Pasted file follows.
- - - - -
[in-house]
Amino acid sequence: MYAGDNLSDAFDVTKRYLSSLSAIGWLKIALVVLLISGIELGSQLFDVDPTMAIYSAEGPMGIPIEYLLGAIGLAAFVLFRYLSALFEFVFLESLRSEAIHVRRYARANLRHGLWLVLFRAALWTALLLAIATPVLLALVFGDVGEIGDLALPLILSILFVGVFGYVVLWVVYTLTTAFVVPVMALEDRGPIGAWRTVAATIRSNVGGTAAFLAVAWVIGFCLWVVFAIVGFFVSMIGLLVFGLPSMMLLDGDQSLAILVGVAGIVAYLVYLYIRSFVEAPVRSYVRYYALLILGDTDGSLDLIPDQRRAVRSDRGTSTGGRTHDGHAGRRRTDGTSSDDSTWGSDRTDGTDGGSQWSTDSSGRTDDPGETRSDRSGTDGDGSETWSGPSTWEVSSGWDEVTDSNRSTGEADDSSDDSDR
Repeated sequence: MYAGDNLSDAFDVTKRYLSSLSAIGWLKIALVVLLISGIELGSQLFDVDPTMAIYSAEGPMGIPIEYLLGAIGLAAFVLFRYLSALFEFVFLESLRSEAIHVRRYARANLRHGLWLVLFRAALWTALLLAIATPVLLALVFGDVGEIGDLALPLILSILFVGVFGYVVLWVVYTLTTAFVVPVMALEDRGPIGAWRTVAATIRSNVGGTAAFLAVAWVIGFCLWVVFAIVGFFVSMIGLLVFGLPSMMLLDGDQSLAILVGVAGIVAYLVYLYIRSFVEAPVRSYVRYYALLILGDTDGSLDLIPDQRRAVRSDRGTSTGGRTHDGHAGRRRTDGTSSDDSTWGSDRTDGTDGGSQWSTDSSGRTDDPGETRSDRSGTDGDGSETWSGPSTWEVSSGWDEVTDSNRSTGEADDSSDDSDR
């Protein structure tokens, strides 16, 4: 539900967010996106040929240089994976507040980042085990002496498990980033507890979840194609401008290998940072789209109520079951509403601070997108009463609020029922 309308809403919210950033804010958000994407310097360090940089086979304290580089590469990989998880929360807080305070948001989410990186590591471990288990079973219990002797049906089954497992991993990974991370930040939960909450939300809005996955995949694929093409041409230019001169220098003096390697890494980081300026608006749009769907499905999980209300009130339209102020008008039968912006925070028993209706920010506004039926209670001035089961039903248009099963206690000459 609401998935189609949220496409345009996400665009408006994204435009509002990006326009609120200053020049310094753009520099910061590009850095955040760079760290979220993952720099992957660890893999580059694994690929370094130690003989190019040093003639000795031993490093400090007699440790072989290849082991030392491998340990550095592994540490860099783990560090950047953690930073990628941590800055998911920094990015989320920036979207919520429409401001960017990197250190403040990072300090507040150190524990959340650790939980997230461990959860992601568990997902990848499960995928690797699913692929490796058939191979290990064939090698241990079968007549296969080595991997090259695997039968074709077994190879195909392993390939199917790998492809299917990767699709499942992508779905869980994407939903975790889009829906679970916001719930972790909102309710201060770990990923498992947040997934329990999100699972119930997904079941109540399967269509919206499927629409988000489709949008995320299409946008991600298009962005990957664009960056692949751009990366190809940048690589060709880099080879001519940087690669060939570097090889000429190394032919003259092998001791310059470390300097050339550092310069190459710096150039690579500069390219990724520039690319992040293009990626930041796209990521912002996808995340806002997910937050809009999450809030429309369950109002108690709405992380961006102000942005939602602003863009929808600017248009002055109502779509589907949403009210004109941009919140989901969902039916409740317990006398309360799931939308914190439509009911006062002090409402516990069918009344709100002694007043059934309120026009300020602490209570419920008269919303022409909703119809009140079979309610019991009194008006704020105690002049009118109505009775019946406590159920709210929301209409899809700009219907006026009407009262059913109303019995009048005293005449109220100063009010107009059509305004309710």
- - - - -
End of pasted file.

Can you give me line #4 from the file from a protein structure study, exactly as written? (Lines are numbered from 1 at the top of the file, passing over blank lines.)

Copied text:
């Protein structure tokens, strides 16, 4: 539900967010996106040929240089994976507040980042085990002496498990980033507890979840194609401008290998940072789209109520079951509403601070997108009463609020029922 309308809403919210950033804010958000994407310097360090940089086979304290580089590469990989998880929360807080305070948001989410990186590591471990288990079973219990002797049906089954497992991993990974991370930040939960909450939300809005996955995949694929093409041409230019001169220098003096390697890494980081300026608006749009769907499905999980209300009130339209102020008008039968912006925070028993209706920010506004039926209670001035089961039903248009099963206690000459 609401998935189609949220496409345009996400665009408006994204435009509002990006326009609120200053020049310094753009520099910061590009850095955040760079760290979220993952720099992957660890893999580059694994690929370094130690003989190019040093003639000795031993490093400090007699440790072989290849082991030392491998340990550095592994540490860099783990560090950047953690930073990628941590800055998911920094990015989320920036979207919520429409401001960017990197250190403040990072300090507040150190524990959340650790939980997230461990959860992601568990997902990848499960995928690797699913692929490796058939191979290990064939090698241990079968007549296969080595991997090259695997039968074709077994190879195909392993390939199917790998492809299917990767699709499942992508779905869980994407939903975790889009829906679970916001719930972790909102309710201060770990990923498992947040997934329990999100699972119930997904079941109540399967269509919206499927629409988000489709949008995320299409946008991600298009962005990957664009960056692949751009990366190809940048690589060709880099080879001519940087690669060939570097090889000429190394032919003259092998001791310059470390300097050339550092310069190459710096150039690579500069390219990724520039690319992040293009990626930041796209990521912002996808995340806002997910937050809009999450809030429309369950109002108690709405992380961006102000942005939602602003863009929808600017248009002055109502779509589907949403009210004109941009919140989901969902039916409740317990006398309360799931939308914190439509009911006062002090409402516990069918009344709100002694007043059934309120026009300020602490209570419920008269919303022409909703119809009140079979309610019991009194008006704020105690002049009118109505009775019946406590159920709210929301209409899809700009219907006026009407009262059913109303019995009048005293005449109220100063009010107009059509305004309710």